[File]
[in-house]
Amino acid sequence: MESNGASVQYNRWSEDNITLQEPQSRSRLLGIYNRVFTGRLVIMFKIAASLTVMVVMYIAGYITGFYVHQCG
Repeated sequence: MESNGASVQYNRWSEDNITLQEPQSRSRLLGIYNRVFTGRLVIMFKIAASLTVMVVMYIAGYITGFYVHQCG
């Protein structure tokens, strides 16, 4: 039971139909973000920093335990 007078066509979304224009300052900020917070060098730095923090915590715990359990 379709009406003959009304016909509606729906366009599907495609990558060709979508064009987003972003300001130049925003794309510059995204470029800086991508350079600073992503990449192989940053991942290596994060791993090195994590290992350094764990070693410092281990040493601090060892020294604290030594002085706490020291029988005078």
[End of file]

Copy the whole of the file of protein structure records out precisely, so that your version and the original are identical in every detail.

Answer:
[in-house]
Amino acid sequence: MESNGASVQYNRWSEDNITLQEPQSRSRLLGIYNRVFTGRLVIMFKIAASLTVMVVMYIAGYITGFYVHQCG
Repeated sequence: MESNGASVQYNRWSEDNITLQEPQSRSRLLGIYNRVFTGRLVIMFKIAASLTVMVVMYIAGYITGFYVHQCG
């Protein structure tokens, strides 16, 4: 039971139909973000920093335990 007078066509979304224009300052900020917070060098730095923090915590715990359990 379709009406003959009304016909509606729906366009599907495609990558060709979508064009987003972003300001130049925003794309510059995204470029800086991508350079600073992503990449192989940053991942290596994060791993090195994590290992350094764990070693410092281990040493601090060892020294604290030594002085706490020291029988005078």